[3] To help resolve this discrepancy, we study the rupture properties of the Chilean event using a modified back-projection technique [Ishii et al., 2005; Ishii et al., 2007; E. Kiser and M. Ishii, Combining seismic arrays to image the behaviour of large earthquakes at high frequencies, in prep] (see auxiliary material) applied to data from the Full Range Seismograph Network (F-net) [Okada et al., 2004] and the High Sensitivity Seismograph Network (Hi-net) [Okada et al., 2004; Obara et al., 2005] of Japan and the Transportable Array (TA) in the United States (Figure 1b). The waveform of the first-arriving compressional wave recorded on the vertical component is used at each array. In order to investigate the frequency dependence of the Chilean event, the data are bandpass-filtered to three frequency ranges, 1 to 5 Hz, 0.5 to 1 Hz, and 0.05 to 0.1 Hz, henceforth referred to as high-frequency, intermediate-frequency, and low-frequency, respectively (Figure S1). For the high- and intermediate-frequency results, spatial resolution comes mainly from the TA data, therefore we will only show these results (Figure S2). However, as we discuss later, the Hi-net data are vital in confirming some of the features observed in the TA results. For the low-frequency results, the F-net and TA data are combined to improve resolution (Figure S2).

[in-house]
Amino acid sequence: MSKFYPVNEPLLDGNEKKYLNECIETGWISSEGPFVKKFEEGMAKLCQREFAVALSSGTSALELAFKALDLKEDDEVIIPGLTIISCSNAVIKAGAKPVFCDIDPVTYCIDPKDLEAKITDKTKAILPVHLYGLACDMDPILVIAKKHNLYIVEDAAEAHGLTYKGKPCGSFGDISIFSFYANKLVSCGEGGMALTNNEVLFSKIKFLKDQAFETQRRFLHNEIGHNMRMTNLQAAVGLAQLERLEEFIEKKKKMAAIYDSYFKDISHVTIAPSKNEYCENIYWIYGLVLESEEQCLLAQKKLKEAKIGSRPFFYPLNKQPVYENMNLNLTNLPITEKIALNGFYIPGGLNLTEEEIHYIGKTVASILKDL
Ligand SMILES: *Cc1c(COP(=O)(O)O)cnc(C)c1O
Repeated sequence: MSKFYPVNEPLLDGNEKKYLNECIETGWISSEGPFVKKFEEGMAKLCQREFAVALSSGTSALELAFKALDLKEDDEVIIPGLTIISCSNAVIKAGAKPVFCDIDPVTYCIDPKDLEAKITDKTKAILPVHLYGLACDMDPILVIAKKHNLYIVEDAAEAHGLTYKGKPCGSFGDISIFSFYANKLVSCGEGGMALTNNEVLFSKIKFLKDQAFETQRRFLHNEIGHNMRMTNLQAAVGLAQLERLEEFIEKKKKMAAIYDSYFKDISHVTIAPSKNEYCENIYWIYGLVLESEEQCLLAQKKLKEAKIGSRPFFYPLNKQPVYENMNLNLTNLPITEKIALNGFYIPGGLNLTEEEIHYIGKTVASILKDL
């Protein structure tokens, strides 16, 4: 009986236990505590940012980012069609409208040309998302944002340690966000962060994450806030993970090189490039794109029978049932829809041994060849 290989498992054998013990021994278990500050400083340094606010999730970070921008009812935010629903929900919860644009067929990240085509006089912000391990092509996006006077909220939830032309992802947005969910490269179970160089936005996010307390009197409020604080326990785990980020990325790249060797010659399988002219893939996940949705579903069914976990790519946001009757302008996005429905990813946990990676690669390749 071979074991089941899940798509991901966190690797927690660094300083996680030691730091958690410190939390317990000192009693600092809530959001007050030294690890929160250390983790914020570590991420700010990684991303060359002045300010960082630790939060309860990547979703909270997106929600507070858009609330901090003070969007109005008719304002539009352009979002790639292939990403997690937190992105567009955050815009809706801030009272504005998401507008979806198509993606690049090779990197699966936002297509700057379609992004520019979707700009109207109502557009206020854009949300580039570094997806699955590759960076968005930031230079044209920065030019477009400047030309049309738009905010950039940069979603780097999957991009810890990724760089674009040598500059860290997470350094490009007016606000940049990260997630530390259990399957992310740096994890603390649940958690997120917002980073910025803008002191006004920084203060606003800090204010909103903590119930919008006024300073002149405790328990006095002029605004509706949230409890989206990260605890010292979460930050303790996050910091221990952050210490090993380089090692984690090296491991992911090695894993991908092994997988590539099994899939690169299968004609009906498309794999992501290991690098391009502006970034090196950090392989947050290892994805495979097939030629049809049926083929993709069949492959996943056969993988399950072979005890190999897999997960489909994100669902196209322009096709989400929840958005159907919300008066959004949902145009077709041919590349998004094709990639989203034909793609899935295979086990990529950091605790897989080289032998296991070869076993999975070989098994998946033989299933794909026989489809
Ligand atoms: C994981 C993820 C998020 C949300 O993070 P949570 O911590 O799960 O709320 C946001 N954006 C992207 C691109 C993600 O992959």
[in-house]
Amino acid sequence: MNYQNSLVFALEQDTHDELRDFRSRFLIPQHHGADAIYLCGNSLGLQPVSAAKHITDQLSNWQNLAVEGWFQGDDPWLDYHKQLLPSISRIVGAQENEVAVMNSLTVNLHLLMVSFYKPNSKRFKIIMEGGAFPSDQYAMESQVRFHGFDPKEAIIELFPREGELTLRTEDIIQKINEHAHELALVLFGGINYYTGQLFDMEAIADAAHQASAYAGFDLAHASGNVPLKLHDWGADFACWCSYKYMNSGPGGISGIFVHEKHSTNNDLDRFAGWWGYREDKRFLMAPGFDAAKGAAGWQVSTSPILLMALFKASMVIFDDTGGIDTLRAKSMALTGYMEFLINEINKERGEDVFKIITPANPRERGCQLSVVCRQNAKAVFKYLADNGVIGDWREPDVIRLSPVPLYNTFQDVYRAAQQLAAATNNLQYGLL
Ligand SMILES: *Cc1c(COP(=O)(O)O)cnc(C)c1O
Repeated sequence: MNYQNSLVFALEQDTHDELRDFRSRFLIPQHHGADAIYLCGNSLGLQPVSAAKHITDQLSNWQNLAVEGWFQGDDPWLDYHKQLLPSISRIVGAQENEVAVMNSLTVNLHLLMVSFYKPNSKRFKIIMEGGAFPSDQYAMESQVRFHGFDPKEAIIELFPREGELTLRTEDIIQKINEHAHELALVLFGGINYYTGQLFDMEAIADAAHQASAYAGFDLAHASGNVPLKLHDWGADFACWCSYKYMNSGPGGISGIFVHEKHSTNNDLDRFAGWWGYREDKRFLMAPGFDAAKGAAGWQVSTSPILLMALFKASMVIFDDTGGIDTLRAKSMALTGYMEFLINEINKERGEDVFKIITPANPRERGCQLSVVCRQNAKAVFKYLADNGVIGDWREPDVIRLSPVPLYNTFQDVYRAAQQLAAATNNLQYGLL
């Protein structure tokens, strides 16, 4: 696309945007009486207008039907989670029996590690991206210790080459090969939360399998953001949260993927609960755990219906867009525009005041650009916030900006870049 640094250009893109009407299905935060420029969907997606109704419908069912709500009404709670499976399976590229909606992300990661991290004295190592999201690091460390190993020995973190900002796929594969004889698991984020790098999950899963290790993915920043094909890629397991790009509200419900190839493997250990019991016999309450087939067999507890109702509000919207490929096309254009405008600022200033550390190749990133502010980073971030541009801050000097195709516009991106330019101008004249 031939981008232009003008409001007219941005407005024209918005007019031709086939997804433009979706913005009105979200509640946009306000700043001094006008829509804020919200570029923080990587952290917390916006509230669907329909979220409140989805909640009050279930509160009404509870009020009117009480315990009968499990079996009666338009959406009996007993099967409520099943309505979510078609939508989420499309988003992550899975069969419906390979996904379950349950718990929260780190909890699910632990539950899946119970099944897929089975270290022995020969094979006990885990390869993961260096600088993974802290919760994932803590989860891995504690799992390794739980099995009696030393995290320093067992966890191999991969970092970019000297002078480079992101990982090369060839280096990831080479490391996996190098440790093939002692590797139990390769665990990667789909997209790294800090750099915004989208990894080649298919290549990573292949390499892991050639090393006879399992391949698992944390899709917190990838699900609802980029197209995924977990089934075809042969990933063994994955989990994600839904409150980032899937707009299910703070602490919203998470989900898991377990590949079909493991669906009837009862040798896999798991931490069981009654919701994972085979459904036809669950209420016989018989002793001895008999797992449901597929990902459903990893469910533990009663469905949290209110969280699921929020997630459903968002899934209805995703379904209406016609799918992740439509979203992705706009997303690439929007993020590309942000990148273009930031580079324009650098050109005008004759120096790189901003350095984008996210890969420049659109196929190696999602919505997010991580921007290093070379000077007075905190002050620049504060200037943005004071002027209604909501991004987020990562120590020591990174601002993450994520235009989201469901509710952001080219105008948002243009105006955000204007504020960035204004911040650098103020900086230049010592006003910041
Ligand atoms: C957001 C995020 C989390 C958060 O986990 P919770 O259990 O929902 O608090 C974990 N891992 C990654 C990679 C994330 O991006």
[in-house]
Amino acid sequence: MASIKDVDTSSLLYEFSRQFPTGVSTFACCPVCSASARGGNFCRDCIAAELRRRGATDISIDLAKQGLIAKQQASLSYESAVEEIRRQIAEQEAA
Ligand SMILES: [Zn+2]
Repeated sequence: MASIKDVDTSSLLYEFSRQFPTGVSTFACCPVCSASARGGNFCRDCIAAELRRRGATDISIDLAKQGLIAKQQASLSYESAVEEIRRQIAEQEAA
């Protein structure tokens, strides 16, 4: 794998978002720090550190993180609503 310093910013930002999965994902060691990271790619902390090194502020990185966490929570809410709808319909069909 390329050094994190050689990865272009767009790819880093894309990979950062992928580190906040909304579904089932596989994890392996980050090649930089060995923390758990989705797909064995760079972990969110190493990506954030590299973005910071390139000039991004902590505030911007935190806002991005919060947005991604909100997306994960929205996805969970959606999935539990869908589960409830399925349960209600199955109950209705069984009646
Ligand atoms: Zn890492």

2. Segmentation